By Joel Warner
By Michael Roberts
By Alan Prendergast
By Michael Roberts
By Michael Roberts
By Amber Taufen
By Patricia Calhoun
By William Breathes
So Correll and Bernadette Park, a psychologist who's been at CU since the mid-'80s, developed a video shooting game that involved black and white male targets holding either guns or innocuous objects such as cell phones or soda cans. They told study participants — found in college classrooms and along the 16th Street Mall — to shoot only when the simulated characters were armed. The data revealed that players forced to make split-second decisions were prone to shoot images of unarmed black men and on average were quicker to shoot at black men holding guns than white men who were armed.
"[Participants] set a more lenient criterion to shoot for African-Americans than for whites," says Park, adding that this tendency was seen not just among Caucasian players, but also among players identifying as black or Hispanic. In 2002, she and four colleagues published a report on their research in the Journal of Personality and Social Psychology. A year later, University of Washington psychologist Anthony Greenwald did his own study, putting college students in the role of plainclothes police officers in a computer simulation where potential targets of different races appeared from behind dumpsters as fellow officers, citizens or gun-wielding criminals. Players had greater difficulty distinguishing weapons from harmless objects when they were in the hands of blacks rather than whites, resulting in more wrongful shootings of black targets.
The studies established shooter bias as a broad cultural predisposition, but researchers had no way of knowing if police officers would test the same way. So CUSP contacted the Chicago and Los Angeles police departments, but they refused to participate in further studies. "Basically, we had a really hard time finding anyone who was willing to even say 'I'll open the doors,'" Park remembers. The academics finally teamed up with the Police Executive Research Forum, a national law-enforcement policy group, and won a grant to extend the shooter-bias tests to cops. But the police group got nervous and backed out at the last minute, Park says, effectively closing the door on the CUSP project.
Then Park got an unexpected call from Keesee.
"She said she was a graduate student and wanted to ask me some questions about the study," recalls Park. "I called her back and we chatted a little bit about it, and about ten minutes into the conversation, she said she was actually a police lieutenant."
Park mentioned the conversation to her colleagues: "And they said, 'Did you ask her if we could have access to the Denver police?' And I said, 'No, she just wanted to know about the work.' And they said, 'Call her back after the meeting!'"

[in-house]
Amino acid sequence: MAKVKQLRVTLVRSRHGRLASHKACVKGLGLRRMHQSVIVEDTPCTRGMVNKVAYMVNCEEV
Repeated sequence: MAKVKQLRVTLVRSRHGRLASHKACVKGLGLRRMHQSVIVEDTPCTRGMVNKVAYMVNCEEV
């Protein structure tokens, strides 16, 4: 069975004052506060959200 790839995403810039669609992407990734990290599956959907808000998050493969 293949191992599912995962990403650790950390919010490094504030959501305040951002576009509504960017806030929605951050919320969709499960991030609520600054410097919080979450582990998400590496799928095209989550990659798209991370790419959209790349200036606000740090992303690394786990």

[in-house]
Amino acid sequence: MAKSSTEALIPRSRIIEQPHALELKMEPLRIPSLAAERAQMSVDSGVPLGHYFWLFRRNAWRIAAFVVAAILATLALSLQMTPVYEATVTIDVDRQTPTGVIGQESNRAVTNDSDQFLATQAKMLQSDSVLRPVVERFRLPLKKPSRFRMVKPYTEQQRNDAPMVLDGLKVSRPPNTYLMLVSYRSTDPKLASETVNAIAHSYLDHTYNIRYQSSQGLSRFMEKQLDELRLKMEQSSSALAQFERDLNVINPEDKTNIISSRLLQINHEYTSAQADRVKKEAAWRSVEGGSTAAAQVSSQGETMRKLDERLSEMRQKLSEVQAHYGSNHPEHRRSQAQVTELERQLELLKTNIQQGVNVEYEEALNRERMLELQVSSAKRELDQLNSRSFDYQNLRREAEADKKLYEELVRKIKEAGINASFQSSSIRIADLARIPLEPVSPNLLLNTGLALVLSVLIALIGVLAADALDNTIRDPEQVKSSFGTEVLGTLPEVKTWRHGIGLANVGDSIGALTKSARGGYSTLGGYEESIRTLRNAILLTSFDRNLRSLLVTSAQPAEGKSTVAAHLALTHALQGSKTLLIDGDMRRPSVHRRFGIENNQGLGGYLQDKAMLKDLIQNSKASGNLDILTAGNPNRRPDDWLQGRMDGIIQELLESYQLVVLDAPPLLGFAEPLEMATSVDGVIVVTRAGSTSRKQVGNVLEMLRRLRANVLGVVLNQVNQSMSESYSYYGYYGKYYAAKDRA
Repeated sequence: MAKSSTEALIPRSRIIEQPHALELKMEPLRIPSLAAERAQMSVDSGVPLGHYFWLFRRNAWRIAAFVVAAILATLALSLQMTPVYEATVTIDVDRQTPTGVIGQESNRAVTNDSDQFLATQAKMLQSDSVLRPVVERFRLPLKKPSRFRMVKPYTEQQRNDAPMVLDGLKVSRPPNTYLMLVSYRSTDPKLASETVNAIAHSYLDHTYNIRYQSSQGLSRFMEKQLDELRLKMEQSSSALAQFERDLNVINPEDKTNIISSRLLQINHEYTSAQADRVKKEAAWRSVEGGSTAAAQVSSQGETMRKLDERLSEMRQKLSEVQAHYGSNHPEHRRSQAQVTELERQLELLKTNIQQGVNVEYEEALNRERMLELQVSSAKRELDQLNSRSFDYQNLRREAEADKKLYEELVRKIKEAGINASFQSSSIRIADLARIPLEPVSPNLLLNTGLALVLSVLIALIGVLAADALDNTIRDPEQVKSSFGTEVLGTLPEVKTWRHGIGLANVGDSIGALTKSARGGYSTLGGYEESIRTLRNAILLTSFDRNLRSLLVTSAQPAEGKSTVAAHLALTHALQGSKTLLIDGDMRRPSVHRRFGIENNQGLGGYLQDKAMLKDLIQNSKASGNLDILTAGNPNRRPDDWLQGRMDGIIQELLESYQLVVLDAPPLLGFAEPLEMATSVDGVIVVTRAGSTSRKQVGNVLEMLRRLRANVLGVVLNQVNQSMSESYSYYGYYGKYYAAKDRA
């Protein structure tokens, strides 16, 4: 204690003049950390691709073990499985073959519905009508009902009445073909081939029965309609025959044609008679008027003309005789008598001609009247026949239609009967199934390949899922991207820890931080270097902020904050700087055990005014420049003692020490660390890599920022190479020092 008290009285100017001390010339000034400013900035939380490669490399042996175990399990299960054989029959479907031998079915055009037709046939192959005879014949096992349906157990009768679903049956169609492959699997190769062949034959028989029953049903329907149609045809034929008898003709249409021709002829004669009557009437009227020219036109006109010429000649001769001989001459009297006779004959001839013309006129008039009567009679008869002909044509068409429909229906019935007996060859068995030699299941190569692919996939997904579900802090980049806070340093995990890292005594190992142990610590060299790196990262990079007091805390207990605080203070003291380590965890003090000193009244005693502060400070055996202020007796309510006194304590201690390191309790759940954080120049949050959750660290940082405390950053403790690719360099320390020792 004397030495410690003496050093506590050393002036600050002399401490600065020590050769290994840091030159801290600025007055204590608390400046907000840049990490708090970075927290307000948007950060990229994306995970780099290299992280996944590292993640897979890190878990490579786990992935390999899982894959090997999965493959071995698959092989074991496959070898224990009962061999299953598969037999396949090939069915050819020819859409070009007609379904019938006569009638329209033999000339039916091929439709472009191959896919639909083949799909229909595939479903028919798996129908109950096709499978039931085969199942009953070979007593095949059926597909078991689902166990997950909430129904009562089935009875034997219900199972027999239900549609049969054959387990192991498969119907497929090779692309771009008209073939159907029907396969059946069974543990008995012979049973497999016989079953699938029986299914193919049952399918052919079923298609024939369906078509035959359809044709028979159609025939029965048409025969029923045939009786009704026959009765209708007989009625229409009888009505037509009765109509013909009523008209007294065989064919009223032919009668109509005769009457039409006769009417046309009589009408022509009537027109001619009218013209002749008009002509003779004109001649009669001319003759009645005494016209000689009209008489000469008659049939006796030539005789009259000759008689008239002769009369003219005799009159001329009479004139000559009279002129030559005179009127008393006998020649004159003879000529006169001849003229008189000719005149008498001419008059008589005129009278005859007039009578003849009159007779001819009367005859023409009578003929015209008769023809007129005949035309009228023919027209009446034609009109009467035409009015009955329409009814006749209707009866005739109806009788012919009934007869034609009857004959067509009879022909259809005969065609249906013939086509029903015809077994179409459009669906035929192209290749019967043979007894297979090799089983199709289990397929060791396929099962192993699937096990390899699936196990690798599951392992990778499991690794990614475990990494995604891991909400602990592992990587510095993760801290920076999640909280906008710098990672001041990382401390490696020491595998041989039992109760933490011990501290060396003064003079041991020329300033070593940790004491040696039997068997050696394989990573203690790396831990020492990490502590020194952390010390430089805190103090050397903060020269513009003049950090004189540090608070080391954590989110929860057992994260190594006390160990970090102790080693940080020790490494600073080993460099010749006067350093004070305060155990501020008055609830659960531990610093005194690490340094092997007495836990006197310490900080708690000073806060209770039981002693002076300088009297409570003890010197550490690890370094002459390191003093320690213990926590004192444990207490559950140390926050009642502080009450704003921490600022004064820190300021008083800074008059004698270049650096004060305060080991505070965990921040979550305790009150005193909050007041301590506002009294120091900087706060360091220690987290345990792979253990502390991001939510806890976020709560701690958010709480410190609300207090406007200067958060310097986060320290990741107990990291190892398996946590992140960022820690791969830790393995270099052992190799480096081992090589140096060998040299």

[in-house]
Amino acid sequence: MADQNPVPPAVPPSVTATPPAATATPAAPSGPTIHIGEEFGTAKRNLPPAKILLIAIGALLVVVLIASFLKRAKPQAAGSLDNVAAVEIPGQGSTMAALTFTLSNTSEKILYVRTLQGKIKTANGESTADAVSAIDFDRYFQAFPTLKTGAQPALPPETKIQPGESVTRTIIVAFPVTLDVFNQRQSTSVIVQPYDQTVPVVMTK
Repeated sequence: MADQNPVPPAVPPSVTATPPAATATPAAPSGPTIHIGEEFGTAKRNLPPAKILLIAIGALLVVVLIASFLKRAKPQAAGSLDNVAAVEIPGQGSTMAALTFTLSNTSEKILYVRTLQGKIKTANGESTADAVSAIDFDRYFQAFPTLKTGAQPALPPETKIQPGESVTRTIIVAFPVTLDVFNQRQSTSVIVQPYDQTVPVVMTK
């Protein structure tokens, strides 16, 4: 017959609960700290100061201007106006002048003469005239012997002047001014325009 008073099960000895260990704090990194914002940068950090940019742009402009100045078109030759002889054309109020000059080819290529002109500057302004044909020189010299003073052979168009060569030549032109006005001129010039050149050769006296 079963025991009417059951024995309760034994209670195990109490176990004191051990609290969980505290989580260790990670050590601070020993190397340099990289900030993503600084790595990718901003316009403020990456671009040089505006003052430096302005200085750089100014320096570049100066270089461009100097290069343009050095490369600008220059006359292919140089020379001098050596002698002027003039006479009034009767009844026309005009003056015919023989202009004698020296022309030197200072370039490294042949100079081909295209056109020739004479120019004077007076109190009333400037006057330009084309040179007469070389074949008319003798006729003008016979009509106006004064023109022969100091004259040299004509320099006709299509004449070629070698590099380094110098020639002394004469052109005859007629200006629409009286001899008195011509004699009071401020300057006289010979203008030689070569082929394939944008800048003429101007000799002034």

Park did, and Keesee was open to discussing the idea. But as a then-thirteen-year veteran of the DPD, she knew that gaining authorization to test the city's cops for racist shooting tendencies would not be easy. For starters, the departmental bureaucracy would have to overcome its natural instinct to close ranks to outsiders, a stance that becomes particularly useful whenever race is at issue. "A lot of large organizations would not allow outside researchers to come in and look at hot-button topics such as race bias and the use of deadly force," Keesee acknowledges.
So she decided to take the idea right to the top: Chief Gerald Whitman, who agreed to let the CUSP researchers have a sit-down with department brass. Then Whitman had to weigh whether getting useful data on police-shooting decisions was worth the possible damage that negative results might have on the department's already tenuous image within the black and Hispanic communities. After all, fallout from the Mena shooting had ultimately forced the resignation of the previous chief, Tom Sanchez, in 2000. But ultimately, Whitman agreed to the DPD's participation.
"I wanted to see what we could learn from this survey," says Whitman. "It was something that would improve officer safety and citizen safety and make us better police."
"It took a lot of courage for the chief to agree to let them come in and do some research," adds Keesee.
Keesee, who is continuing her education by working toward a Ph.D. in intercultural communications at DU, is currently the commander of District 3, which covers Capitol Hill south to the Denver Tech Center. It's the district in which she was born and raised — her mother was a nurse, her father in the military — and where she started her career as a police officer in 1989. At the time, she was a single parent with a young daughter. She'd considered becoming a lawyer, but opted for law enforcement instead. "It was between joining the Denver Police Department and joining the Houston Police Department," she says. "This being my home, I decided to stay here."
But Keesee's district includes neighborhoods with some of the lowest minority populations in the city. So when it came time to find officers to volunteer for the study, Park and Keesee spread their recruitment efforts across four police districts, eventually getting shooter data from 124 local officers. To compare the cops with community members, they staked out Division of Motor Vehicle offices in the same districts and asked citizens to do the shooter simulation. For a national sample of cops, Park and other researchers traveled to officer-training seminars across the country.